The U.S. Court of Appeals for the Third Circuit recently held that a Pennsylvania State prisoner was allowed to use a motion under Federal Rule of Civil Procedure 60(b) to reopen his old federal habeas corpus case based on new circuit case law, that would have been granted, had a new change in decisional law been in effect at the time the habeas petition was filed.
When William Bracey found out the prosecutor in his case had withheld favorable evidence from him, he filed for postconviction relief, because such a situation was deemed a constitutional violation by the U.S. Supreme Court in Brady v. Maryland, 378 U.S. 83 (1963). But those attempts at relief were denied, the courts relying on binding case law holding that the evidence was publicly available, and Bracey wasn’t “diligent” enough in finding it.
Almost five years later, that case law was overturned, when the Third Circuit held that information which is publicly available still must be turned over by the prosecution to meet the Brady standard. Bracey then filed a motion under Rule 60(b) to reopen his closed federal habeas case based on the new case law, and the Third Circuit agreed this was proper.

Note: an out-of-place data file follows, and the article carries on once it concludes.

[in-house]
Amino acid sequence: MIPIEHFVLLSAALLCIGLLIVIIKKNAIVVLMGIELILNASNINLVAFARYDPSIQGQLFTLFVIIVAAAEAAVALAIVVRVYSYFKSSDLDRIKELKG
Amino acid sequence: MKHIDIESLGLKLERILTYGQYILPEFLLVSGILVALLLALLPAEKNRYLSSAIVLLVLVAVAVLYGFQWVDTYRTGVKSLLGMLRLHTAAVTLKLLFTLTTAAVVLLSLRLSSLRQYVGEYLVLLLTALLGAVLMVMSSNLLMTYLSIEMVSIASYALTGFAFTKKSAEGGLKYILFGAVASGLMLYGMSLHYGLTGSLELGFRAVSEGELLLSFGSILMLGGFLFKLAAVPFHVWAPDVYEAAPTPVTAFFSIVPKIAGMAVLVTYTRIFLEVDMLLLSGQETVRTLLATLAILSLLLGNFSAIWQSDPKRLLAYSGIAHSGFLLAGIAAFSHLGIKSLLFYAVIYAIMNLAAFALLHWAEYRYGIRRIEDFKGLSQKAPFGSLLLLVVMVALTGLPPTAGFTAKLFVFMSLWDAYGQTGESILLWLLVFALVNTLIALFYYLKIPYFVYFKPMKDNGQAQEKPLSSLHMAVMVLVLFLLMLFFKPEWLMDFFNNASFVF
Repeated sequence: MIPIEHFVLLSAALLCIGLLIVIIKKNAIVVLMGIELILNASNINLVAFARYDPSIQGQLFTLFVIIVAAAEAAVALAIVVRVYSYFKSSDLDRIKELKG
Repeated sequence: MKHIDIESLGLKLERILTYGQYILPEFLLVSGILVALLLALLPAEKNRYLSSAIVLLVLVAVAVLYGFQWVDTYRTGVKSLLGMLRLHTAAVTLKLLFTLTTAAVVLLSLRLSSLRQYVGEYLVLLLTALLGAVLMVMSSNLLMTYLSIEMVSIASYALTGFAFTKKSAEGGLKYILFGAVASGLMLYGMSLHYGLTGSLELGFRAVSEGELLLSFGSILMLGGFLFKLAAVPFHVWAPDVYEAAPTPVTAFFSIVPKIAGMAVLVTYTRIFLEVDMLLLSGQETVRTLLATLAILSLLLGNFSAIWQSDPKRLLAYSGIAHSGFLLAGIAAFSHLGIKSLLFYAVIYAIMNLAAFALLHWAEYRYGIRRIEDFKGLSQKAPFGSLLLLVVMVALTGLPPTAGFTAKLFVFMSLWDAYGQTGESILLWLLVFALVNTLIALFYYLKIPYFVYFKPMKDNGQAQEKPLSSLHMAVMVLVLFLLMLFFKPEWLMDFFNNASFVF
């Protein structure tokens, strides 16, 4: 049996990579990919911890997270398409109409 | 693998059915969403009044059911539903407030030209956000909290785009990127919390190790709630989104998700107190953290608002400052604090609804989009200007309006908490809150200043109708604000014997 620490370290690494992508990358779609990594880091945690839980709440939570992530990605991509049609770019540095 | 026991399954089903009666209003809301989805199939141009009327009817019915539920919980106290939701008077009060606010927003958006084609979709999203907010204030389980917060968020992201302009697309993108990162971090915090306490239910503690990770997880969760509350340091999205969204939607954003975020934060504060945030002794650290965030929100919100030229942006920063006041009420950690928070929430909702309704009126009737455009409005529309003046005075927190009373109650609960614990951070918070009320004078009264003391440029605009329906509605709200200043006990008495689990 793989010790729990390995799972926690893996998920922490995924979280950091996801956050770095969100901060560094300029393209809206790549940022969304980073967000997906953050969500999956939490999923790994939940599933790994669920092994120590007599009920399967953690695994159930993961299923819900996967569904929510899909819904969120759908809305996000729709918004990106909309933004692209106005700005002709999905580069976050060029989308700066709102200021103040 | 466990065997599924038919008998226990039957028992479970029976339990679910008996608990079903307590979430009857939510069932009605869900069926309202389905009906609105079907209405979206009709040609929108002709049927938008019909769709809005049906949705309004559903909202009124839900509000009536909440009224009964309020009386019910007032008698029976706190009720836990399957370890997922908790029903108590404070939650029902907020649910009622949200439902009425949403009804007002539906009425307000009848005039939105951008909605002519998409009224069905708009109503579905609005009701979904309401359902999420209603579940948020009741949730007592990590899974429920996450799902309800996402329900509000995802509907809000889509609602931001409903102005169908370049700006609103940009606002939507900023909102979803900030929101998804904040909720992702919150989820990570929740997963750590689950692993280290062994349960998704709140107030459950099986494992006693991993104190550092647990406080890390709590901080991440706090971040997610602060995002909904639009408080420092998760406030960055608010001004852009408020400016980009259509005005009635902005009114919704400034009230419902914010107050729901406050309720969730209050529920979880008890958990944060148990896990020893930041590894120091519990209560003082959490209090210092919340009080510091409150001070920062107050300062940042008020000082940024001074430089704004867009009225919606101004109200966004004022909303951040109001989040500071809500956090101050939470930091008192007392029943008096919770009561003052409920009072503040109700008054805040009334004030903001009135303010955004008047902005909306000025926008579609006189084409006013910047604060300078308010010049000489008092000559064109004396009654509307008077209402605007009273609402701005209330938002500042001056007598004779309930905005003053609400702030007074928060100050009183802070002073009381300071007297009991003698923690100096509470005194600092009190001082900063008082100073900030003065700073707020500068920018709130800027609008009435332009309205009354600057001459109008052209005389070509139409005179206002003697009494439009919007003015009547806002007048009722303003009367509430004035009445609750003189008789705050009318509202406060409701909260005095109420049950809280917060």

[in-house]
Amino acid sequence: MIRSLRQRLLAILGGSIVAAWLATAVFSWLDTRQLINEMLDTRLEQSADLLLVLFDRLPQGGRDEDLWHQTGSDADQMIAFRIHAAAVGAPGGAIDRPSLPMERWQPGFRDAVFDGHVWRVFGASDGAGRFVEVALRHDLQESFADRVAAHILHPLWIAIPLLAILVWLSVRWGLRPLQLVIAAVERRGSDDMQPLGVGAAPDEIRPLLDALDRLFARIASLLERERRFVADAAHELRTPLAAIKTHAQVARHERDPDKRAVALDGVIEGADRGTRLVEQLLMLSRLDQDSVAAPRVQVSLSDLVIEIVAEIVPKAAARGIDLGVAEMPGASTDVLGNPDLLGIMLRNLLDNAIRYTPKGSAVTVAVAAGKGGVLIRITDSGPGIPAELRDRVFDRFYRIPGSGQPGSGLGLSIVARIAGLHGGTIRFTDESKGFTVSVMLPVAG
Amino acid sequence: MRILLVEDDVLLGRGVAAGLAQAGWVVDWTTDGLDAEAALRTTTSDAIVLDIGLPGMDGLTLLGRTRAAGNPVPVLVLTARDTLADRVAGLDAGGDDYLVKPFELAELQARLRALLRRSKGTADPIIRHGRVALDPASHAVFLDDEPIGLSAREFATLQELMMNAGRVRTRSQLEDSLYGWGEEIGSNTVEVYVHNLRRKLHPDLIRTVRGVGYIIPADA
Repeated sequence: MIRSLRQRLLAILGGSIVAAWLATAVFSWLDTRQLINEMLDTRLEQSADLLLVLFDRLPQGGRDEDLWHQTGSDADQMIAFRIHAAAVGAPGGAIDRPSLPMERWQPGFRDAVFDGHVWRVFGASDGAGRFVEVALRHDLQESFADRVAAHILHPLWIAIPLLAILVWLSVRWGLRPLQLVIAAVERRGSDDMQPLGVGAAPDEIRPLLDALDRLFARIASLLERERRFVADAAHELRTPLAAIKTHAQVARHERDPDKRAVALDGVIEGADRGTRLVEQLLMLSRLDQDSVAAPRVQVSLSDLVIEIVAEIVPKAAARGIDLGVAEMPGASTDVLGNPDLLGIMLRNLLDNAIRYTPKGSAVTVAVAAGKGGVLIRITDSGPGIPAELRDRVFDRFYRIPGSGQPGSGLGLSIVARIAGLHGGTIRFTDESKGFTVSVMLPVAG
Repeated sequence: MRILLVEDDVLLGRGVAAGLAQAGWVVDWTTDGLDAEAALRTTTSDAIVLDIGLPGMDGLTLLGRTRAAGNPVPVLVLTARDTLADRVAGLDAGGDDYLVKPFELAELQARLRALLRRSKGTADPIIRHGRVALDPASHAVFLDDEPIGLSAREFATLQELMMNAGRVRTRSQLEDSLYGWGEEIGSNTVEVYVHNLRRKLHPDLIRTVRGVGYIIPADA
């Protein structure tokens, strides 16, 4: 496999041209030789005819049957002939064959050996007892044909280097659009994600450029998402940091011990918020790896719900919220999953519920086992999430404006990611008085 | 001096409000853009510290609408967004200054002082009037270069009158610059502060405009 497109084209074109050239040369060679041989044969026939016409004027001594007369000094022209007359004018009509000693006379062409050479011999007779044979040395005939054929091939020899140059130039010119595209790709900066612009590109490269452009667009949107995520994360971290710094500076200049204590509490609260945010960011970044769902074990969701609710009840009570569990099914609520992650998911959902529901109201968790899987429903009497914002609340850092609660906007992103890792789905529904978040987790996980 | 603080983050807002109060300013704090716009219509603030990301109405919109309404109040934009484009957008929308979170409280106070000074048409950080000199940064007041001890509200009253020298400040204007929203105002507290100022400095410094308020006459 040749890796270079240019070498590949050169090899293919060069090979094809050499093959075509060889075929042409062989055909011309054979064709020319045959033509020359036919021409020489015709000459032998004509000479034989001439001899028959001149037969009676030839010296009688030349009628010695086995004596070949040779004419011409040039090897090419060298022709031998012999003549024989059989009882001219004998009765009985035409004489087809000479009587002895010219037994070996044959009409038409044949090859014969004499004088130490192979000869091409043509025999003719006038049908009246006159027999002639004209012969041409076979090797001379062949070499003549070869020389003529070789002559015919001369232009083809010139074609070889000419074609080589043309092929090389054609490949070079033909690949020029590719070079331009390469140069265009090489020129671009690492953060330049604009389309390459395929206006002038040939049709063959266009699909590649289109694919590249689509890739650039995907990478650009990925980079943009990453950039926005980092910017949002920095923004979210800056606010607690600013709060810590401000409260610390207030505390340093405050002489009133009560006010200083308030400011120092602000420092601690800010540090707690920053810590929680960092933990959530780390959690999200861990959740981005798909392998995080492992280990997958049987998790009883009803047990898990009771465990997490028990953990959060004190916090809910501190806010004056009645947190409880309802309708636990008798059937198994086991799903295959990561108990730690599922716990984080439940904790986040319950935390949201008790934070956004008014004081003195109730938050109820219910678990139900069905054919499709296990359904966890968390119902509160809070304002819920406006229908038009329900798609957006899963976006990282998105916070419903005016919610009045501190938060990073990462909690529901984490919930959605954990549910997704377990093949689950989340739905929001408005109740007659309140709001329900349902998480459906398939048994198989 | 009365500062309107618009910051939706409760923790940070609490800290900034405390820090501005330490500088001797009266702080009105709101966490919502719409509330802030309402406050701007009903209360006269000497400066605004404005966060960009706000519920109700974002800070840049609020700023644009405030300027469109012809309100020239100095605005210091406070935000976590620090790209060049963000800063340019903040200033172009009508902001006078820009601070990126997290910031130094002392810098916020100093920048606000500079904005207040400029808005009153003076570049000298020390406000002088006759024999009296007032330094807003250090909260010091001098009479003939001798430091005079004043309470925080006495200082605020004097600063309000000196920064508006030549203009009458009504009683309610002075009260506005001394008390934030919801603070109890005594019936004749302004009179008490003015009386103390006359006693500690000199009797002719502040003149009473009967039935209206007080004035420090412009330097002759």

The Court said the change in case law had a “material impact” on Bracey’s habeas case to allow the use of Rule 60(b) to take another look at his habeas petition. While not all changes in case law will open the door under Rule 60(b), important changes like the one affecting Bracey’s case implicate fairness and must allow an avenue to relief, the Court said.
See: Bracey v. Sup’t. Rockview SCI, 986 F.3d 274 (3d Cir. 2021)